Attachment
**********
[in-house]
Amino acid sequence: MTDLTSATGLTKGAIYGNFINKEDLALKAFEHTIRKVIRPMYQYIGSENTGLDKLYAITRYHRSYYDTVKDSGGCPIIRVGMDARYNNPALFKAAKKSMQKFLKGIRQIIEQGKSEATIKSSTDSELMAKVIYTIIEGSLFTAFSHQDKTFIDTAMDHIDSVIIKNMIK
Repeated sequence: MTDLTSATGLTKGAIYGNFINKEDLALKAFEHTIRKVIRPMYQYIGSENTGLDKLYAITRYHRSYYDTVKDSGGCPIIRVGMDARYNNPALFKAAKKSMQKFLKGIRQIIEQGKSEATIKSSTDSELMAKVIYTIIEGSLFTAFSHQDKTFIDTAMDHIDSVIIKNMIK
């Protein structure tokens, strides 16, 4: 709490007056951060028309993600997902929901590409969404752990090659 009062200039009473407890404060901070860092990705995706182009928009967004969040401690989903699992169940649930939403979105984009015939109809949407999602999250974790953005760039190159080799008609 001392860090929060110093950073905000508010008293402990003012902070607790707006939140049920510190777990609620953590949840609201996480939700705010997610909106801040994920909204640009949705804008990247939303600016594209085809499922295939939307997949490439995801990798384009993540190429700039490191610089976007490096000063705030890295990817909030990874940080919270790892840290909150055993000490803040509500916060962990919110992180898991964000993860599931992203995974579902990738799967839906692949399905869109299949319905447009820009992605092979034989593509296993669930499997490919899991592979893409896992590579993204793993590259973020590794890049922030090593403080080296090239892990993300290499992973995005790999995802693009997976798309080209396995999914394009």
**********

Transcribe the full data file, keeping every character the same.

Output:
[in-house]
Amino acid sequence: MTDLTSATGLTKGAIYGNFINKEDLALKAFEHTIRKVIRPMYQYIGSENTGLDKLYAITRYHRSYYDTVKDSGGCPIIRVGMDARYNNPALFKAAKKSMQKFLKGIRQIIEQGKSEATIKSSTDSELMAKVIYTIIEGSLFTAFSHQDKTFIDTAMDHIDSVIIKNMIK
Repeated sequence: MTDLTSATGLTKGAIYGNFINKEDLALKAFEHTIRKVIRPMYQYIGSENTGLDKLYAITRYHRSYYDTVKDSGGCPIIRVGMDARYNNPALFKAAKKSMQKFLKGIRQIIEQGKSEATIKSSTDSELMAKVIYTIIEGSLFTAFSHQDKTFIDTAMDHIDSVIIKNMIK
């Protein structure tokens, strides 16, 4: 709490007056951060028309993600997902929901590409969404752990090659 009062200039009473407890404060901070860092990705995706182009928009967004969040401690989903699992169940649930939403979105984009015939109809949407999602999250974790953005760039190159080799008609 001392860090929060110093950073905000508010008293402990003012902070607790707006939140049920510190777990609620953590949840609201996480939700705010997610909106801040994920909204640009949705804008990247939303600016594209085809499922295939939307997949490439995801990798384009993540190429700039490191610089976007490096000063705030890295990817909030990874940080919270790892840290909150055993000490803040509500916060962990919110992180898991964000993860599931992203995974579902990738799967839906692949399905869109299949319905447009820009992605092979034989593509296993669930499997490919899991592979893409896992590579993204793993590259973020590794890049922030090593403080080296090239892990993300290499992973995005790999995802693009997976798309080209396995999914394009």